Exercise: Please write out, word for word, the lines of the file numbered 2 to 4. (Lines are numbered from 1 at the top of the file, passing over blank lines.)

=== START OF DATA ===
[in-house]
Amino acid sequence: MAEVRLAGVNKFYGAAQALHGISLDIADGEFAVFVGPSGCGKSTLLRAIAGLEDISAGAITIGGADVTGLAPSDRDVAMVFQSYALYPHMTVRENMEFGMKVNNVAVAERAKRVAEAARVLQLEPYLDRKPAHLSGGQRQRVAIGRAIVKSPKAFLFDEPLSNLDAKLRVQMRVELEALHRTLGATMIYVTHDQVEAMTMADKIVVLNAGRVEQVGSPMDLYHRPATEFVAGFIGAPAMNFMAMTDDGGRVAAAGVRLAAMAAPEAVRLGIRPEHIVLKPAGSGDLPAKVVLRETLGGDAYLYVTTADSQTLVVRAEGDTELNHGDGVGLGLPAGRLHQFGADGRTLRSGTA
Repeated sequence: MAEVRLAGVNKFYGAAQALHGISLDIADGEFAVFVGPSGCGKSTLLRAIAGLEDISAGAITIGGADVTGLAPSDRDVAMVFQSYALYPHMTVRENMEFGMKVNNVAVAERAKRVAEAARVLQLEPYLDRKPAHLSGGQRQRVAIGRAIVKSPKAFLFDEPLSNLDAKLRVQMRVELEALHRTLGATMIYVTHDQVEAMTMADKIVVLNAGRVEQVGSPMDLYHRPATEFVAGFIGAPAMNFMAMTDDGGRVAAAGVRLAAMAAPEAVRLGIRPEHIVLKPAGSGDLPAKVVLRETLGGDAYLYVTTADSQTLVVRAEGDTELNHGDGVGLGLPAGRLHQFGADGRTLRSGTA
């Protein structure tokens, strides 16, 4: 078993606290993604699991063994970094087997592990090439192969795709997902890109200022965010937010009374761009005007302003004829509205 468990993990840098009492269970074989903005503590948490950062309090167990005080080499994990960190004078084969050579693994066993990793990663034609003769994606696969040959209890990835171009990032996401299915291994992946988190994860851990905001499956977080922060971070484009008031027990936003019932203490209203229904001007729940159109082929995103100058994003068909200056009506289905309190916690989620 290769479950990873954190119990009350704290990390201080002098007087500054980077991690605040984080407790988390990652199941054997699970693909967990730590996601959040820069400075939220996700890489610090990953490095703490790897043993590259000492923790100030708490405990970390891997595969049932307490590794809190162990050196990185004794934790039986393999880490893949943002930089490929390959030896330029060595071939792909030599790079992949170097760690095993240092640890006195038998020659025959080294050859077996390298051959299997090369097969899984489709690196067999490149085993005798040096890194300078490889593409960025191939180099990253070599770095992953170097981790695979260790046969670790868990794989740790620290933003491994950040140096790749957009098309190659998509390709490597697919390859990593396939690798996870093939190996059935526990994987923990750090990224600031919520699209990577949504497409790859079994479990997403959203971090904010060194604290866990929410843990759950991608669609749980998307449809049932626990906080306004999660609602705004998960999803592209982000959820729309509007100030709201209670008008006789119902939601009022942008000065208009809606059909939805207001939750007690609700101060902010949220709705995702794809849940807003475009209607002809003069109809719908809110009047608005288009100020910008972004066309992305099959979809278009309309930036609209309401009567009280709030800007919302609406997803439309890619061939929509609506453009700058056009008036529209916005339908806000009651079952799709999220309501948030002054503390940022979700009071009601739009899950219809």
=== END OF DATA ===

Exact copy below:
Amino acid sequence: MAEVRLAGVNKFYGAAQALHGISLDIADGEFAVFVGPSGCGKSTLLRAIAGLEDISAGAITIGGADVTGLAPSDRDVAMVFQSYALYPHMTVRENMEFGMKVNNVAVAERAKRVAEAARVLQLEPYLDRKPAHLSGGQRQRVAIGRAIVKSPKAFLFDEPLSNLDAKLRVQMRVELEALHRTLGATMIYVTHDQVEAMTMADKIVVLNAGRVEQVGSPMDLYHRPATEFVAGFIGAPAMNFMAMTDDGGRVAAAGVRLAAMAAPEAVRLGIRPEHIVLKPAGSGDLPAKVVLRETLGGDAYLYVTTADSQTLVVRAEGDTELNHGDGVGLGLPAGRLHQFGADGRTLRSGTA
Repeated sequence: MAEVRLAGVNKFYGAAQALHGISLDIADGEFAVFVGPSGCGKSTLLRAIAGLEDISAGAITIGGADVTGLAPSDRDVAMVFQSYALYPHMTVRENMEFGMKVNNVAVAERAKRVAEAARVLQLEPYLDRKPAHLSGGQRQRVAIGRAIVKSPKAFLFDEPLSNLDAKLRVQMRVELEALHRTLGATMIYVTHDQVEAMTMADKIVVLNAGRVEQVGSPMDLYHRPATEFVAGFIGAPAMNFMAMTDDGGRVAAAGVRLAAMAAPEAVRLGIRPEHIVLKPAGSGDLPAKVVLRETLGGDAYLYVTTADSQTLVVRAEGDTELNHGDGVGLGLPAGRLHQFGADGRTLRSGTA
């Protein structure tokens, strides 16, 4: 078993606290993604699991063994970094087997592990090439192969795709997902890109200022965010937010009374761009005007302003004829509205 468990993990840098009492269970074989903005503590948490950062309090167990005080080499994990960190004078084969050579693994066993990793990663034609003769994606696969040959209890990835171009990032996401299915291994992946988190994860851990905001499956977080922060971070484009008031027990936003019932203490209203229904001007729940159109082929995103100058994003068909200056009506289905309190916690989620 290769479950990873954190119990009350704290990390201080002098007087500054980077991690605040984080407790988390990652199941054997699970693909967990730590996601959040820069400075939220996700890489610090990953490095703490790897043993590259000492923790100030708490405990970390891997595969049932307490590794809190162990050196990185004794934790039986393999880490893949943002930089490929390959030896330029060595071939792909030599790079992949170097760690095993240092640890006195038998020659025959080294050859077996390298051959299997090369097969899984489709690196067999490149085993005798040096890194300078490889593409960025191939180099990253070599770095992953170097981790695979260790046969670790868990794989740790620290933003491994950040140096790749957009098309190659998509390709490597697919390859990593396939690798996870093939190996059935526990994987923990750090990224600031919520699209990577949504497409790859079994479990997403959203971090904010060194604290866990929410843990759950991608669609749980998307449809049932626990906080306004999660609602705004998960999803592209982000959820729309509007100030709201209670008008006789119902939601009022942008000065208009809606059909939805207001939750007690609700101060902010949220709705995702794809849940807003475009209607002809003069109809719908809110009047608005288009100020910008972004066309992305099959979809278009309309930036609209309401009567009280709030800007919302609406997803439309890619061939929509609506453009700058056009008036529209916005339908806000009651079952799709999220309501948030002054503390940022979700009071009601739009899950219809």